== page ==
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If m and n are nonzero integers, is m^n an integer? (1) n^m is positve (2) n^m is an integer.

If m and n are nonzero integers, is m^n an integer?

If n is a positive integer then m^n will be an integer for any value of m (taking into account that both are nonzero integers). If n is negative then m^n will be an integer if and only m=1 or m=-1, for example: (-1)^(-2)=1/(-1)^2=1

So basically we are asked: is n positive or m=|1|?

(1) n^m is positive --> either m=even (and in this case n can take any value) or n=positive (and in this case m can take any value). Not sufficient.

(2) n^m is an integer --> either m=positive (and in this case n can take any value) or m=negative and in this case n=1 or -1. Not sufficient.

(1)+(2) If n^m=(-1)^2=positive integer, then the answer will be NO as m^n=2^(-1)=1/2 but if n^m=1^2=positive integer, then the answer will be YES as m^n=2^1=2. Not Sufficient.

Re: If m and n are nonzero integers, is m^n an integer? [#permalink]

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26 Mar 2015, 03:29

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This DS question is built around a few Number Property rules. You can take advantage of these rules by TESTing VALUES and keeping your TESTs simple....

We're told that M and N are NON-ZERO INTEGERS. We're asked if M^N is an integer. This is a YES/NO question.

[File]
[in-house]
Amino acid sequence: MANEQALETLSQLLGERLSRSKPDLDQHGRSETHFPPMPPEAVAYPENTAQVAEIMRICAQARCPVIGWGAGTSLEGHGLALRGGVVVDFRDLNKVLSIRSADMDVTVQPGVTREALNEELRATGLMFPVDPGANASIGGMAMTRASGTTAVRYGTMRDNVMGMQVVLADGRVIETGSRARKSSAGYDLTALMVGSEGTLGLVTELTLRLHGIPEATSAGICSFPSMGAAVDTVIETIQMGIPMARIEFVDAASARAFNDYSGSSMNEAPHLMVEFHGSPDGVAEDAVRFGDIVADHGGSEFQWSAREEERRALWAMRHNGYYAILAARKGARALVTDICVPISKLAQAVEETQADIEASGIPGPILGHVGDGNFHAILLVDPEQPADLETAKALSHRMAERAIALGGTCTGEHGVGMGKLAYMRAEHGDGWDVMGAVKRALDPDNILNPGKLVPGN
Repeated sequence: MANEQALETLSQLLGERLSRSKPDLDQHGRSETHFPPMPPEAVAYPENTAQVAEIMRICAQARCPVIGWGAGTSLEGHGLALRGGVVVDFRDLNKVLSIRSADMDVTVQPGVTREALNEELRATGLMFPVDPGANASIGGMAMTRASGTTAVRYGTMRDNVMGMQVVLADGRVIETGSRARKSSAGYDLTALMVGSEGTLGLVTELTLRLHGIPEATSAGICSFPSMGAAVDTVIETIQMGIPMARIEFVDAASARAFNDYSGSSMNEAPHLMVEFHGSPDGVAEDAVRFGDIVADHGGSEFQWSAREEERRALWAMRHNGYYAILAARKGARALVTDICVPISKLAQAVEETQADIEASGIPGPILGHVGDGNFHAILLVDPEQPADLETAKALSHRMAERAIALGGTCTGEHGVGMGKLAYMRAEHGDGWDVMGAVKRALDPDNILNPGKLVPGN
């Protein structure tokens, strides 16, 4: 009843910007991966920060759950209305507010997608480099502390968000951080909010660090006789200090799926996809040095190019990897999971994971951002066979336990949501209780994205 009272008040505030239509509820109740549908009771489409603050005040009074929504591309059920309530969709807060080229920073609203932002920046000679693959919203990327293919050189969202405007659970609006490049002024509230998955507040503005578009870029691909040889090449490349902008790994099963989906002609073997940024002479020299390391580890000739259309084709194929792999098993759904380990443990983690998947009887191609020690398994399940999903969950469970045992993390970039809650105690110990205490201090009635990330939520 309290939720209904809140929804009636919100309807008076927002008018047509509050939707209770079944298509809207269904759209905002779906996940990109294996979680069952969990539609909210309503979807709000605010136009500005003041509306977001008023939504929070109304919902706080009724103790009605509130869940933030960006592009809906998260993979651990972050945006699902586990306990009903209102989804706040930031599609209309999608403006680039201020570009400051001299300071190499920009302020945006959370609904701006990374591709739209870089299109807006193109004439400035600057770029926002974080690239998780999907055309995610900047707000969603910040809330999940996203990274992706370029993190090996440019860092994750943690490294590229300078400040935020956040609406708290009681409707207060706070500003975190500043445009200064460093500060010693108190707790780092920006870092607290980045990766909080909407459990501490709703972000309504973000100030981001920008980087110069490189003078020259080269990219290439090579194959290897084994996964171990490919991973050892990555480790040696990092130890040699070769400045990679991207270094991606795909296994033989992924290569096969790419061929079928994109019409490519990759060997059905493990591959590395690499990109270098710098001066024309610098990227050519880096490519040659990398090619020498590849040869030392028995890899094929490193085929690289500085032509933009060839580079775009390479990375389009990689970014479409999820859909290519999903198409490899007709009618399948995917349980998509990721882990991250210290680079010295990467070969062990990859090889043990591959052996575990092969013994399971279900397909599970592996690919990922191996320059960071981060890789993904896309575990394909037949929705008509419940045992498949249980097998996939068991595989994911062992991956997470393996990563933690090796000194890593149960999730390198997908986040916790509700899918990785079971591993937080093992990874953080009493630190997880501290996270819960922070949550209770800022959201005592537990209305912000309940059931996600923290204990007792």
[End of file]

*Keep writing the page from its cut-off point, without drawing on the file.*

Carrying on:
Fact 1: N^M is POSITIVE

IF.... N = 1 M = 1 1^1 is positive 1^1 is an integer and the answer to the question is YES

IF.... N = -2 M = 2 (-2)^2 is positive 2^(-2) is NOT an integer and the answer to the question is NO Fact 1 is INSUFFICIENT

Fact 2: N^M is an integer

The same two TESTs that we used in Fact 1 also 'fit' Fact 2....

IF.... N = 1 M = 1 1^1 is an integer 1^1 is an integer and the answer to the question is YES

IF.... N = -2 M = 2 (-2)^2 is an integer 2^(-2) is NOT an integer and the answer to the question is NO Fact 2 is INSUFFICIENT

Combined, we have the SAME TESTs for both Facts which give us a YES and a NO answer. Combined, INSUFFICIENT

Re: If m and n are nonzero integers, is m^n an integer? [#permalink]

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03 Apr 2016, 09:55

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Re: If m and n are nonzero integers, is m^n an integer? [#permalink]

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26 Apr 2017, 11:02

Hello from the GMAT Club BumpBot!

Thanks to another GMAT Club member, I have just discovered this valuable topic, yet it had no discussion for over a year. I am now bumping it up - doing my job. I think you may find it valuable (esp those replies with Kudos).

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